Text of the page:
President William Ruto flies out of the country on Friday evening, May 5 to the United Kingdom (UK) ahead of the coronation of King Charles III on Saturday, May 6.
This is according to a statement by State House spokesperson, Hussein Mohamed who revealed that the trip to the UK was following an invitation sent to him by the King.
“President William Ruto will be departing the country this evening to join other world leaders at the coronation of King Charles III in the United Kingdom on Saturday.
“At the invitation of the King, President Ruto will attend the historic event to be held at Westminster Abbey and presided over by the Archbishop of Canterbury Justin Welby,” the statement read in part.
The trip is part of a four-day state visit to Europe and the Middle East. The following day, the Head of State will make an official visit to The Netherlands for a series of bilateral meetings that include a meeting with His Majesty King Willem-Alexander, King of the Netherlands.
During the visit, Kenya and the Netherlands will explore new areas of cooperation and strengthen existing partnerships between the two countries in critical areas such as trade and investment, development cooperation, and multilateral fora.
“President Ruto will, thereafter, embark on a two-day State visit to Israel at the invitation of Prime Minister Benjamin Netanyahu. During the visit, the two leaders will hold high-level bilateral meetings and discuss areas of mutual interest, including technology and innovation, manufacturing, agriculture, and defence cooperation.
“The President is expected to visit several agricultural projects in the Middle East country that is renowned for its mega strides in irrigation. Additionally, the President will meet the Israeli business community to pitch for their partnership and investment in Kenya,” Hussein added.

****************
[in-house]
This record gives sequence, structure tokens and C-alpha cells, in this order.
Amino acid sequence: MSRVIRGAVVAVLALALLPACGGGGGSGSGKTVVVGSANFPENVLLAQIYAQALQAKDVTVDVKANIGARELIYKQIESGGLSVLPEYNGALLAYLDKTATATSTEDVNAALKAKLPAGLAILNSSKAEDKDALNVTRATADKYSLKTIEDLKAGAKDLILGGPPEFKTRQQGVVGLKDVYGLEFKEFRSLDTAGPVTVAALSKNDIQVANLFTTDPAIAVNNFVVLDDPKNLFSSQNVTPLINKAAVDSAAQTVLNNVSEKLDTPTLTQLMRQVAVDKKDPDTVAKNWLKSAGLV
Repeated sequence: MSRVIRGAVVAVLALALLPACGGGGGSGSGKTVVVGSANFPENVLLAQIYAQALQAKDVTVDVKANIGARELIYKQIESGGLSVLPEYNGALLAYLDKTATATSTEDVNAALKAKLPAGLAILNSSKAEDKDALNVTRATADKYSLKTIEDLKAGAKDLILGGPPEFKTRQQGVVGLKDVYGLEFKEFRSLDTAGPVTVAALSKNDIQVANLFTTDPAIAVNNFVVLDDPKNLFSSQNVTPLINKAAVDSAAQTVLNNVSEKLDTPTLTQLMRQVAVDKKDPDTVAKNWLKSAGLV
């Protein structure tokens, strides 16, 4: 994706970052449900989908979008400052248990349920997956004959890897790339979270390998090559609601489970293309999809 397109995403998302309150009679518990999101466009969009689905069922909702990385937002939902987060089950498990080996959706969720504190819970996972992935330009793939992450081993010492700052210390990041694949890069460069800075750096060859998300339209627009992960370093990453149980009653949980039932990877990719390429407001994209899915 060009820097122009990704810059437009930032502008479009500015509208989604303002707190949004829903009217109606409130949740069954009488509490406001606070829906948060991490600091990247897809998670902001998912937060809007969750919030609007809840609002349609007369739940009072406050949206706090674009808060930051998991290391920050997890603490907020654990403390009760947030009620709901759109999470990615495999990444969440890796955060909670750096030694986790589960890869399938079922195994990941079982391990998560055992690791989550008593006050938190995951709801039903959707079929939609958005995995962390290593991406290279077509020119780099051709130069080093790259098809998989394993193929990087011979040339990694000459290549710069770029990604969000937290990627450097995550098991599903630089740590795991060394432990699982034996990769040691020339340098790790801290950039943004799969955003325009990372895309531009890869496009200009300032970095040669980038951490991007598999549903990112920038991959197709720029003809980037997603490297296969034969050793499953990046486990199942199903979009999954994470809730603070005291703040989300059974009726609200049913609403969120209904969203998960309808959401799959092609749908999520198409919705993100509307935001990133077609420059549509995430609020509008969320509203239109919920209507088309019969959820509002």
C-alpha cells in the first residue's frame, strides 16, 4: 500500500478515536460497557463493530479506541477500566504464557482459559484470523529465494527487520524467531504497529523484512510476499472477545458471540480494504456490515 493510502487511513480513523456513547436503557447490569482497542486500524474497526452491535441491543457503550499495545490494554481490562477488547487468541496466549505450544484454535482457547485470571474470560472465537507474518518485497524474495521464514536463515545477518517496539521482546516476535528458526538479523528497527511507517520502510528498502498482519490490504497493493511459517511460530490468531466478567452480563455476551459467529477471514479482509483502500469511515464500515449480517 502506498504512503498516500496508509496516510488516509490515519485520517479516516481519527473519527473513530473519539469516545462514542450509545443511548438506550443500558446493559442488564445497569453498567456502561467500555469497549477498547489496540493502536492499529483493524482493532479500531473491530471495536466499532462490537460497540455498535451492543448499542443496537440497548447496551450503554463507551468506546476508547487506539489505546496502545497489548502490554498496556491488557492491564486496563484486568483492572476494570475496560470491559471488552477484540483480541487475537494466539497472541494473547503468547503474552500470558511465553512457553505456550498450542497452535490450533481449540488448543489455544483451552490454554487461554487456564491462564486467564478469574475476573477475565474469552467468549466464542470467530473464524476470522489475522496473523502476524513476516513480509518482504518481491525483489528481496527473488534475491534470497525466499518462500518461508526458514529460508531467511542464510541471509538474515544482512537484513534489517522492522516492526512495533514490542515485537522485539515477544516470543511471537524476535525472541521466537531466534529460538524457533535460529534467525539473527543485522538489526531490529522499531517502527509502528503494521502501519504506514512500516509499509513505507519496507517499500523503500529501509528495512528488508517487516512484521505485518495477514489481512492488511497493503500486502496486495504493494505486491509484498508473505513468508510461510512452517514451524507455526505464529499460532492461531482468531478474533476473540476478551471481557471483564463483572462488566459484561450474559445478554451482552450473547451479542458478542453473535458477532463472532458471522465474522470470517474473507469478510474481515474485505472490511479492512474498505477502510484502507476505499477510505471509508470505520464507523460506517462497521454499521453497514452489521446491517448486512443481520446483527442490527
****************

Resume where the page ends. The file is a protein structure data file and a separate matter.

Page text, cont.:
Summary: How King Charles III Coronation Will Look Like
After the Queen’s death was announced on Thursday, September 8, 2022, the throne passed immediately to the heir, Charles, her son and the former Prince of Wales. He will formally be crowned king at the coronation, which could take place in the spring or summer of 2023.
For the past 900 years – since William the Conqueror – the coronation has been held in Westminster Abbey. Unlike royal weddings, the coronation is a state occasion, meaning that the government pays for it and chooses the guest list.
The Archbishop of Canterbury will place St Edward’s crown, which dates from 1661, on Charles’s head.
This is the iconic solid gold crown from the crown jewels at the Tower of London, which is studded with 444 coloured gemstones, including rubies, garnets, sapphires and tourmalines, filled with a purple velvet centre and trimmed with fur.
It is worn by the monarch only at the moment of the coronation itself, in part because it weighs 2.23kg. Reports indicate that the St Edwards Crown is valued at over Ksh493.7 million.
Coronations are traditional affairs. However, it is reported that King Charles would like a more scaled-down version compared to Queen Elizabeth II’s coronation in 1953.
He will still be laden with jewels. As well as St Edward’s crown, he will be presented with the coronation ring, nicknamed the wedding ring of England, which is placed on the fourth finger of the monarch’s right hand.
The ring has been used since 1831 and is a symbolic sapphire ring with baguette-cut rubies in the form of a cross over the face, representing the cross of St George and the Scottish flag
He will also be handed a sceptre dating to 1661, which has been used in every coronation since. In 1910, King George V added the Cullinan I diamond, a 530.2-carat stone cut from the Cullinan diamond, a 3,106-carat stone unearthed in South Africa in 1905.
Prince Charles will also receive two gold armills to symbolise the monarch’s bond with the people.